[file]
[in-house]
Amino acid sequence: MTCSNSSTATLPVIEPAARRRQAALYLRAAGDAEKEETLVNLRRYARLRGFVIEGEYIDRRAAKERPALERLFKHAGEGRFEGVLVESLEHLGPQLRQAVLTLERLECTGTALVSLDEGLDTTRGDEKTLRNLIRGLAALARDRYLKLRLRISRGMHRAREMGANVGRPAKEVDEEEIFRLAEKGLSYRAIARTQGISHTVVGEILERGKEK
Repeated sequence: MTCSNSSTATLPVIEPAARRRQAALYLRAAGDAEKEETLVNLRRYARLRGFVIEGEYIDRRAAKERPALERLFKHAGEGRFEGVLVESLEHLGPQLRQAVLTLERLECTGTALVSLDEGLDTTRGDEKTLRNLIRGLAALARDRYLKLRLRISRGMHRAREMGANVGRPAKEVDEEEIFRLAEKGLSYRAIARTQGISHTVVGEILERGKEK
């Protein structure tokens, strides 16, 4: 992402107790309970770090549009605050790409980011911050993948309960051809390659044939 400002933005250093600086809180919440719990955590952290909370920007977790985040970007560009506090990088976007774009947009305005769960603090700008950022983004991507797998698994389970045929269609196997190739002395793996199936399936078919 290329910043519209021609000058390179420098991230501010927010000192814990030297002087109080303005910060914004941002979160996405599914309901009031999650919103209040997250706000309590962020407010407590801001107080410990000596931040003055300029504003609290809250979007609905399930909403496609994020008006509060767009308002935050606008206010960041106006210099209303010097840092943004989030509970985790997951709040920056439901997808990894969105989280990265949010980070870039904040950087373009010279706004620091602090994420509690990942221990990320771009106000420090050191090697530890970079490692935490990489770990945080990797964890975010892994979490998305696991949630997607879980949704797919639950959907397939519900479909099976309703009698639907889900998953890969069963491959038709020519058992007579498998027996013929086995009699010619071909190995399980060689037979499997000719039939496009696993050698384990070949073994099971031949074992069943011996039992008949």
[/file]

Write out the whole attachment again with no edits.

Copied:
[in-house]
Amino acid sequence: MTCSNSSTATLPVIEPAARRRQAALYLRAAGDAEKEETLVNLRRYARLRGFVIEGEYIDRRAAKERPALERLFKHAGEGRFEGVLVESLEHLGPQLRQAVLTLERLECTGTALVSLDEGLDTTRGDEKTLRNLIRGLAALARDRYLKLRLRISRGMHRAREMGANVGRPAKEVDEEEIFRLAEKGLSYRAIARTQGISHTVVGEILERGKEK
Repeated sequence: MTCSNSSTATLPVIEPAARRRQAALYLRAAGDAEKEETLVNLRRYARLRGFVIEGEYIDRRAAKERPALERLFKHAGEGRFEGVLVESLEHLGPQLRQAVLTLERLECTGTALVSLDEGLDTTRGDEKTLRNLIRGLAALARDRYLKLRLRISRGMHRAREMGANVGRPAKEVDEEEIFRLAEKGLSYRAIARTQGISHTVVGEILERGKEK
């Protein structure tokens, strides 16, 4: 992402107790309970770090549009605050790409980011911050993948309960051809390659044939 400002933005250093600086809180919440719990955590952290909370920007977790985040970007560009506090990088976007774009947009305005769960603090700008950022983004991507797998698994389970045929269609196997190739002395793996199936399936078919 290329910043519209021609000058390179420098991230501010927010000192814990030297002087109080303005910060914004941002979160996405599914309901009031999650919103209040997250706000309590962020407010407590801001107080410990000596931040003055300029504003609290809250979007609905399930909403496609994020008006509060767009308002935050606008206010960041106006210099209303010097840092943004989030509970985790997951709040920056439901997808990894969105989280990265949010980070870039904040950087373009010279706004620091602090994420509690990942221990990320771009106000420090050191090697530890970079490692935490990489770990945080990797964890975010892994979490998305696991949630997607879980949704797919639950959907397939519900479909099976309703009698639907889900998953890969069963491959038709020519058992007579498998027996013929086995009699010619071909190995399980060689037979499997000719039939496009696993050698384990070949073994099971031949074992069943011996039992008949």